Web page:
The Greens will join Labor and the Nationals in charting the future of employment in Australia at the upcoming jobs and skills summit, making Peter Dutton’s Liberals the only major party to boycott the event
Greens leader Adam Bandt signed on for the two-day summit, set to take place in September, which he will attend with the party’s employment spokeswoman Barbara Pocock, after receiving an invitation from the government.
The summit will bring together about 100 people from unions, businesses, civil society and government.
Mr Bandt said he would use his appearance to urge a repeal of stage three tax cuts and for governments to invest in social services instead.
It is estimated the stage three tax cuts would cost $224 billion over 10 years.
“The Greens welcome the opportunity to attend this important summit and gain community support for our plans to make workers’ lives better,” Mr Bandt said.
“Australia is in a full-blown inequality crisis, with wages and incomes low and the cost of living rising, and the government must intervene to fix it.”
It comes after Opposition Leader Peter Dutton turned down an invitation to attend the summit, calling it a “stunt with the unions”.
However, Nationals leader David Littleproud did accept the invitation, after he said it was critical for regional Australia to be represented at the meeting.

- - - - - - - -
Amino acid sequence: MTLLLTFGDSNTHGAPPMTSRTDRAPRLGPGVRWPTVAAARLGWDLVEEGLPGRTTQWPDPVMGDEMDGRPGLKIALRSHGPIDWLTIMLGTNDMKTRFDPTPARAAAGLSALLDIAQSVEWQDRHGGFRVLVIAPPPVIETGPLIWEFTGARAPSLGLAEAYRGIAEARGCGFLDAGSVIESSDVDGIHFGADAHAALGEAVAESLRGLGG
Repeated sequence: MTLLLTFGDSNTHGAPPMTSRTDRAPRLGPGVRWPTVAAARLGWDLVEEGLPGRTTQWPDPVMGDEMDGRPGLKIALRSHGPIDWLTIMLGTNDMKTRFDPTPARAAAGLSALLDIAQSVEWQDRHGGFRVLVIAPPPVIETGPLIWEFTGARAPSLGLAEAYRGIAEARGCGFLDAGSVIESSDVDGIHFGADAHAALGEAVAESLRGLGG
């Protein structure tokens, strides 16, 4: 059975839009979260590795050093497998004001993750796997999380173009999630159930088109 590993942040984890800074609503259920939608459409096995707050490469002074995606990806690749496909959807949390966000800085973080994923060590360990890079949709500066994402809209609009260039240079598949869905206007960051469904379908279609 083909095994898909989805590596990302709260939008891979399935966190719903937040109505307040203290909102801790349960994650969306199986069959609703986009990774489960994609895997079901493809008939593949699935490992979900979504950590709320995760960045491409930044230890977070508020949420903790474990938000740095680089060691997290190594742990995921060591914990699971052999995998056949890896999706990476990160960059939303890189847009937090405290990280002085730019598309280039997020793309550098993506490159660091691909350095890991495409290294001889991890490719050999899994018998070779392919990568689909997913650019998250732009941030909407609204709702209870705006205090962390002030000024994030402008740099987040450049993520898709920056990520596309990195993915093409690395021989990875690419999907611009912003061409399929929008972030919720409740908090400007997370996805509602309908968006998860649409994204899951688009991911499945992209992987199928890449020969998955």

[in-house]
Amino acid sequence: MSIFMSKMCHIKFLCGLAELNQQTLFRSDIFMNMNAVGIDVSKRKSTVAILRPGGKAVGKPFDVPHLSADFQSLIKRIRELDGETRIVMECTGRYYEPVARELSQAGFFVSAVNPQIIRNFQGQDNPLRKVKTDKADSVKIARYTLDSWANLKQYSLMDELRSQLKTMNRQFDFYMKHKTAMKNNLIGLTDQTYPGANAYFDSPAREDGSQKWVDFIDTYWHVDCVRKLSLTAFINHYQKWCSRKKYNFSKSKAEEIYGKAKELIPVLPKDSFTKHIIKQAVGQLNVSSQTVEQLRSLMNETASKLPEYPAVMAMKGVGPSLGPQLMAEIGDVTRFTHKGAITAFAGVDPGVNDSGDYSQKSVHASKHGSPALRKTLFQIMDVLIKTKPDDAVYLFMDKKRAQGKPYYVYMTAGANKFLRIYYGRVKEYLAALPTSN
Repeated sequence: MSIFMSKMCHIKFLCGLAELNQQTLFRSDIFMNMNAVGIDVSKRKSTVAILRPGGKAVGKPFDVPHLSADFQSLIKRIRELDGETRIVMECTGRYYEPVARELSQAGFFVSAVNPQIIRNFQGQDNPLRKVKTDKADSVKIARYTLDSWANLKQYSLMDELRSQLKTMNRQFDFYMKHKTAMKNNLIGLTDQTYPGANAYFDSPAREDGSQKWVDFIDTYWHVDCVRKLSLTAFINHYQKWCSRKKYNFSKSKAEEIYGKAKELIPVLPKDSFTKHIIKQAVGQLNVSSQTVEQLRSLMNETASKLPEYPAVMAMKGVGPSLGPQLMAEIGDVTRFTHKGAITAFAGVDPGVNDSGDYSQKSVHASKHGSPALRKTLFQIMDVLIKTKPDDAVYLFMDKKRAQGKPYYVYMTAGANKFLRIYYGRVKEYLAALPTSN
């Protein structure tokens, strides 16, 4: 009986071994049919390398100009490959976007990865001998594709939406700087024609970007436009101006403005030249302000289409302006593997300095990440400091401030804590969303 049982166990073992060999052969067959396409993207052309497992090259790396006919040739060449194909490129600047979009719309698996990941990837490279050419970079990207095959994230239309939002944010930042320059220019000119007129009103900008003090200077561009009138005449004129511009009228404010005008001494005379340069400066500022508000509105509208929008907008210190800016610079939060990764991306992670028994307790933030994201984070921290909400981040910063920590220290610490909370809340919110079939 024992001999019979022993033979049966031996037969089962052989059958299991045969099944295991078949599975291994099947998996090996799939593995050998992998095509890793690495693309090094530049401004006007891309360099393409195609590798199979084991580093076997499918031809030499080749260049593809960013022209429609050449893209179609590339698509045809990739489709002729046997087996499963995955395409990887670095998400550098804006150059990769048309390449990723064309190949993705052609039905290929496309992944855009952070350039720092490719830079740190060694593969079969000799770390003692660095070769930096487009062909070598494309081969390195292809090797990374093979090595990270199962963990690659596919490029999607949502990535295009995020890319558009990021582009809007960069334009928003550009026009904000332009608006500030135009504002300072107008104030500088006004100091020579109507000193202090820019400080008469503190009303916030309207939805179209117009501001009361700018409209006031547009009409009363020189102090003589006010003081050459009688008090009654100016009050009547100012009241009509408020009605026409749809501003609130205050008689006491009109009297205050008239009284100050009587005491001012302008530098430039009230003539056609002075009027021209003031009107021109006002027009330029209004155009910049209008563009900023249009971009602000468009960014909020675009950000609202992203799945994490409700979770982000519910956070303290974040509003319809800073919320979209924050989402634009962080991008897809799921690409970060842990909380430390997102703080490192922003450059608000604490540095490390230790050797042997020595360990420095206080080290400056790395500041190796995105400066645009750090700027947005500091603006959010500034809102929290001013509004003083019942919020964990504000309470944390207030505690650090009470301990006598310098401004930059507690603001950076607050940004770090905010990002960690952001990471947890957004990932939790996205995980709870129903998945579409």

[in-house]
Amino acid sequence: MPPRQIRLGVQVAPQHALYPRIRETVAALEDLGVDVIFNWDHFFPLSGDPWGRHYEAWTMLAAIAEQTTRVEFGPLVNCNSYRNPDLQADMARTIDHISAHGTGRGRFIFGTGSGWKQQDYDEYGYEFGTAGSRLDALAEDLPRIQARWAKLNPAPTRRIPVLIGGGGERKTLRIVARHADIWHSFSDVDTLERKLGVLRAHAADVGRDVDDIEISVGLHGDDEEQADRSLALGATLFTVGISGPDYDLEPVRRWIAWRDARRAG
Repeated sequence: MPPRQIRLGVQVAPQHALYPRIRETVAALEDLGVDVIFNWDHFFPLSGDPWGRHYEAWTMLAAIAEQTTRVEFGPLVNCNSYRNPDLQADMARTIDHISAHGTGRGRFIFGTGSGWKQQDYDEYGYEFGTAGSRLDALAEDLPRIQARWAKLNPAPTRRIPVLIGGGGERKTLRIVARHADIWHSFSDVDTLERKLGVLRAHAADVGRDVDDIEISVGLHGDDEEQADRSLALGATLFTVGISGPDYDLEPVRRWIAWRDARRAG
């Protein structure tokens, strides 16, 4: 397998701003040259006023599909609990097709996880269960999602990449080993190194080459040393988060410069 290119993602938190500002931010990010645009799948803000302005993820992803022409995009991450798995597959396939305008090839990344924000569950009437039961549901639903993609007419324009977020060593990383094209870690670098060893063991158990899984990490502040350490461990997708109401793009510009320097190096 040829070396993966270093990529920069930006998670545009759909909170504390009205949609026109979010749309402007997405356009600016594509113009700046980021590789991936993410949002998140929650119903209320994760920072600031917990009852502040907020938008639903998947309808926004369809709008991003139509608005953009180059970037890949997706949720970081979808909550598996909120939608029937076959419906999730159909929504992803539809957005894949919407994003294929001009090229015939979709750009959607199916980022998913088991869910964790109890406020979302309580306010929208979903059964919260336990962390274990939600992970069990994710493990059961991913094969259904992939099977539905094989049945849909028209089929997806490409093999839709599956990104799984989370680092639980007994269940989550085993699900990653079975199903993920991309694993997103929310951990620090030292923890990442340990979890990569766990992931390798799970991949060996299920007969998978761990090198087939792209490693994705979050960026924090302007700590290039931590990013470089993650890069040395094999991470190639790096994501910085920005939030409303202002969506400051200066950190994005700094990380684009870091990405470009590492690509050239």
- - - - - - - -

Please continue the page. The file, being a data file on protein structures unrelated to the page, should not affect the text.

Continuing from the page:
Australian Workers’ Union secretary Dan Walton said the Nationals leader’s appearance at the summit would be interesting.
“I certainly look forward to David Littleproud riding in here on his one-trick pony into the summit to again try and put forward some visas, short-term in nature … as a way of trying to solve long-term, systemic issues in the agriculture industry,” he told Sky News on Sunday.
“This guy doesn’t have much credibility, and once again, he’s banging the same drum of failed policies from the previous government.”
Mr Walton said he welcomed the summit, indicating it was an opportunity to solve some long-term issues facing the country.
The union has previously called for businesses that take in migrant workers to also train an equal number of Australian workers.
“There (are) going to be ideas that are coming to fruition in those two days with the discussion and I think it’s a sensible approach to spend the time to actually formulate those into proper policies and proper legislation,” Mr Walton said.
“There (are) quite a few issues that need to be discussed and the government has a strong appetite to try and fix big problems like the lack of wages growth in this country.”